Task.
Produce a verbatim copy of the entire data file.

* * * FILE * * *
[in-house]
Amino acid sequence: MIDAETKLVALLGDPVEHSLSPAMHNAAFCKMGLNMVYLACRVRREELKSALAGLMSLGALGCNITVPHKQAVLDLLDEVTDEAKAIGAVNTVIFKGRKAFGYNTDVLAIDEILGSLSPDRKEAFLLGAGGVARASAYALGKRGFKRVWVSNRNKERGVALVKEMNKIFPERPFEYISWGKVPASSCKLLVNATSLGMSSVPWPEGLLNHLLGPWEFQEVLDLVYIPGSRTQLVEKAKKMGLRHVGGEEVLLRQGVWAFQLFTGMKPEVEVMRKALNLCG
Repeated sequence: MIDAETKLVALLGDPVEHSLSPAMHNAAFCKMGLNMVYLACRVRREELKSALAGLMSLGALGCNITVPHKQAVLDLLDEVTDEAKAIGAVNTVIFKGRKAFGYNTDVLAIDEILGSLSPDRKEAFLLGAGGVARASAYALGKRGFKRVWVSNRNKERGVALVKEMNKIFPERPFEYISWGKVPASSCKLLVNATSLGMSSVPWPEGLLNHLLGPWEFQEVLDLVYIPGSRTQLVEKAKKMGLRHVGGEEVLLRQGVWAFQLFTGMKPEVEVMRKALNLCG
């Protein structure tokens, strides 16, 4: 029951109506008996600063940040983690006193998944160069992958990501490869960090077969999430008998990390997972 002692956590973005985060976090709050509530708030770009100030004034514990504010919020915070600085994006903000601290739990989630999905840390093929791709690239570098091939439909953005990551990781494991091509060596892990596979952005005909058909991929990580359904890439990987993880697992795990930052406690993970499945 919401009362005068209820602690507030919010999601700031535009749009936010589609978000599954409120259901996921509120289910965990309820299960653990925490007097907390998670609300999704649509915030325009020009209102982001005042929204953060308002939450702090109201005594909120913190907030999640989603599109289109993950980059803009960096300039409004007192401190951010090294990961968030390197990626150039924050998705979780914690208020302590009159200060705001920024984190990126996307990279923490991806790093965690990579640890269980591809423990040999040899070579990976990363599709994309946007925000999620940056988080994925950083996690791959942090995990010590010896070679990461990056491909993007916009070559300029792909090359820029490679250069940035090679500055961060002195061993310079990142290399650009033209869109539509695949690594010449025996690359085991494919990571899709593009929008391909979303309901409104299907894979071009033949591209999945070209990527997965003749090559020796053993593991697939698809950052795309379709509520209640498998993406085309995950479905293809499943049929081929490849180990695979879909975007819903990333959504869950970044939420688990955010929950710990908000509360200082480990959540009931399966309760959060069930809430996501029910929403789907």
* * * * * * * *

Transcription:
[in-house]
Amino acid sequence: MIDAETKLVALLGDPVEHSLSPAMHNAAFCKMGLNMVYLACRVRREELKSALAGLMSLGALGCNITVPHKQAVLDLLDEVTDEAKAIGAVNTVIFKGRKAFGYNTDVLAIDEILGSLSPDRKEAFLLGAGGVARASAYALGKRGFKRVWVSNRNKERGVALVKEMNKIFPERPFEYISWGKVPASSCKLLVNATSLGMSSVPWPEGLLNHLLGPWEFQEVLDLVYIPGSRTQLVEKAKKMGLRHVGGEEVLLRQGVWAFQLFTGMKPEVEVMRKALNLCG
Repeated sequence: MIDAETKLVALLGDPVEHSLSPAMHNAAFCKMGLNMVYLACRVRREELKSALAGLMSLGALGCNITVPHKQAVLDLLDEVTDEAKAIGAVNTVIFKGRKAFGYNTDVLAIDEILGSLSPDRKEAFLLGAGGVARASAYALGKRGFKRVWVSNRNKERGVALVKEMNKIFPERPFEYISWGKVPASSCKLLVNATSLGMSSVPWPEGLLNHLLGPWEFQEVLDLVYIPGSRTQLVEKAKKMGLRHVGGEEVLLRQGVWAFQLFTGMKPEVEVMRKALNLCG
């Protein structure tokens, strides 16, 4: 029951109506008996600063940040983690006193998944160069992958990501490869960090077969999430008998990390997972 002692956590973005985060976090709050509530708030770009100030004034514990504010919020915070600085994006903000601290739990989630999905840390093929791709690239570098091939439909953005990551990781494991091509060596892990596979952005005909058909991929990580359904890439990987993880697992795990930052406690993970499945 919401009362005068209820602690507030919010999601700031535009749009936010589609978000599954409120259901996921509120289910965990309820299960653990925490007097907390998670609300999704649509915030325009020009209102982001005042929204953060308002939450702090109201005594909120913190907030999640989603599109289109993950980059803009960096300039409004007192401190951010090294990961968030390197990626150039924050998705979780914690208020302590009159200060705001920024984190990126996307990279923490991806790093965690990579640890269980591809423990040999040899070579990976990363599709994309946007925000999620940056988080994925950083996690791959942090995990010590010896070679990461990056491909993007916009070559300029792909090359820029490679250069940035090679500055961060002195061993310079990142290399650009033209869109539509695949690594010449025996690359085991494919990571899709593009929008391909979303309901409104299907894979071009033949591209999945070209990527997965003749090559020796053993593991697939698809950052795309379709509520209640498998993406085309995950479905293809499943049929081929490849180990695979879909975007819903990333959504869950970044939420688990955010929950710990908000509360200082480990959540009931399966309760959060069930809430996501029910929403789907």